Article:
- All garments: loose-fitting
- Young men
- Tops: t-shirts or sleeved shirt
- Pants (athletic pants, jeans, etc.): fit properly (not oversized, low-riding, or tight)
For athletic activities, student spectators may use the gym locker room to change into after-class attire. Athletes changing for practices and games will have priority.
Fine Arts Events/Formal Occasions
Participants/performers wear an outfit as instructed by the director of the event. This may be more formal, as appropriate for this type of event.
For formal fine arts events, we encourage audience members to show deference to the formality of the event by being more dressed up, though students are also welcome to wear school uniforms.
For the Junior-Senior Banquet and graduation, a dress check for the young ladies who participate is held well in advance of the event to verify the appropriateness of their dresses.
For BJA’s graduation, students who attend wear regular school uniform attire.
Hair should be neat and professional.
- Appear natural in color
- Young ladies: in a distinctly feminine style
- Young men:
- In a distinctly masculine style
- Off the collar, ears, and eyebrows
- Straight/wavy hair should be blended in length; curly hair should not be more than three inches off the scalp.
- Sideburns not below the lower opening of the ear
- Clean shaven
Attire should be clean, in good condition, and sized to fit.
We reserve the right to approve any alteration or adjustment made on a uniform garment as well as to determine the appropriateness of any non-uniform garment, accessory, hair style/cut, etc.
Our discipline system is based on the functions of Scripture taught in 2 Timothy 3:16-17: teaching, reproof, correction, and training in righteousness, so that the believer is “fully equipped for every good work.” We understand that children will need loving correction and communication in a school as part of their educational growth. Our desire is that our method and manner of discipline will always communicate God’s love and character. In this regard, we are partnering with you as parents to nurture your children toward a heart for the Lord. We will communicate with you as a parent as is appropriate to the age, but always in a spirit of partnership and support. We have no intention of replacing your role as parents, but on the contrary, ask for and treasure your support, communication, and involvement.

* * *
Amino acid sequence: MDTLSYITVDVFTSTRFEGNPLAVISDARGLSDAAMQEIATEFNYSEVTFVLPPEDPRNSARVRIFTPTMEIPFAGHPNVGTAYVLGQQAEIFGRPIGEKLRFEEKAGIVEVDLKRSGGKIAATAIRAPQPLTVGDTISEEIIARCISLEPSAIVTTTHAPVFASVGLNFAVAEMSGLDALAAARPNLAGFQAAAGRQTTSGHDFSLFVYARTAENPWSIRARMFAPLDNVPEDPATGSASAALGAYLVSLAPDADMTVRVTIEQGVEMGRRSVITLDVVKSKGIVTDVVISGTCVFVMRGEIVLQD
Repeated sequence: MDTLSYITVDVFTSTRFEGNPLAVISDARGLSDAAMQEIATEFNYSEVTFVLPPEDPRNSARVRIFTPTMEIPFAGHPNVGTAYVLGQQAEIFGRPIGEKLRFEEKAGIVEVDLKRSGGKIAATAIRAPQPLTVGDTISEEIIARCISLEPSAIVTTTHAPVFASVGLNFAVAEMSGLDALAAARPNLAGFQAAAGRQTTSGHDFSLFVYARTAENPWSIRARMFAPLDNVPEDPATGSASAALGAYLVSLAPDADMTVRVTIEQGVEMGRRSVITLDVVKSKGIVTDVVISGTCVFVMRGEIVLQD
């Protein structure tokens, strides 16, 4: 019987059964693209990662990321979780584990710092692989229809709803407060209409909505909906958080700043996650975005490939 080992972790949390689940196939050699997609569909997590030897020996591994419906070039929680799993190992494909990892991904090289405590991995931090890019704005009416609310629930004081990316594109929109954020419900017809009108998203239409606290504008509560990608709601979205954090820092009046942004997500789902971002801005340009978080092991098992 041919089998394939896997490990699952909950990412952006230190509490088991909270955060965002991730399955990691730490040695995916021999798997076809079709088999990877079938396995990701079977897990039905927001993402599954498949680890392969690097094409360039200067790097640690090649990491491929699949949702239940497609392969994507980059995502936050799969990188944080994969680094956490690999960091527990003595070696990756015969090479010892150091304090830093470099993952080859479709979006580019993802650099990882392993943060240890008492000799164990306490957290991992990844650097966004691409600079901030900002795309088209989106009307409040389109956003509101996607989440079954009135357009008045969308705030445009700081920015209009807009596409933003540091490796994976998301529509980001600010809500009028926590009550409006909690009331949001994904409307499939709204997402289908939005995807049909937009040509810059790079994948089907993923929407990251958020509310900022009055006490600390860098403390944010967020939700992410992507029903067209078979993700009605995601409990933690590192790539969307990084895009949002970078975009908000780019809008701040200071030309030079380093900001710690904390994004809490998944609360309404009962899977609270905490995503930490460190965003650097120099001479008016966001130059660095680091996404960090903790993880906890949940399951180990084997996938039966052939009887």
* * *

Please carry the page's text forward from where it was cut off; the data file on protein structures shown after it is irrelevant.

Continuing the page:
BJA parents have a wide variety of preferences for entertainment, and we heartily support each parent’s liberty to decide before the Lord as the conscience allows. At school, we will guide the conversations of our students regarding movies, video games, and other entertainment to focus on blameless, harmless, and edifying topics. For high school students, we intentionally teach critical thinking and a biblical framework for making entertainment and other life choices. If you have any specific concerns or questions, please talk to your child’s teacher or an administrator.
Teachers are given the liberty to design and enforce classroom expectations consistent with the general policies of the school. The teacher contacts parents directly about minor situations. Loss of privileges may include, for example, partial loss of participation in non-academic activities. In any major situation, such as cheating or harm to people or property, an administrator will be involved and will contact parents. Correction can include probation or expulsion.
To comply with the South Carolina Department of Social Services regulations, BJA requires that parents of K3 and K4 students annually complete a statement of cooperation with the school’s discipline policies.
BJA’s disciplinary system begins with discipline points for areas that relate primarily to personal discipline.
Teachers or staff members normally clarify the student’s understanding of the expectation and/or issue a warning for minor offenses before issuing discipline points. They also communicate with parents about the discipline points that they issue.
An escalating system of correction identifies and addresses patterns of irresponsibility as well as offenses involving respect for others, integrity, and purity. The system escalates from higher numbers of discipline points to conduct warning to ineligibility to probation to expulsion. These types of violations are referred to an assistant principal who will assess the situation, work with the student for the purpose of growth, assign consequences and communicate with parents.
- Conduct warning: results from an accumulation of 50 discipline points—an alert to a pattern of irresponsibility—or an issue of respect, integrity, or purity; provides a chance to reflect, change, and grow.
- Ineligibility: results from two conduct warnings or from certain offenses. The student becomes ineligible to participate in interscholastic sports or other competition and may not run, be selected for, or continue to hold an office or position of honor. A student who becomes ineligible two consecutive semesters will be on probation the following semester. A student may not enroll in summer school if he will be on probation the following semester.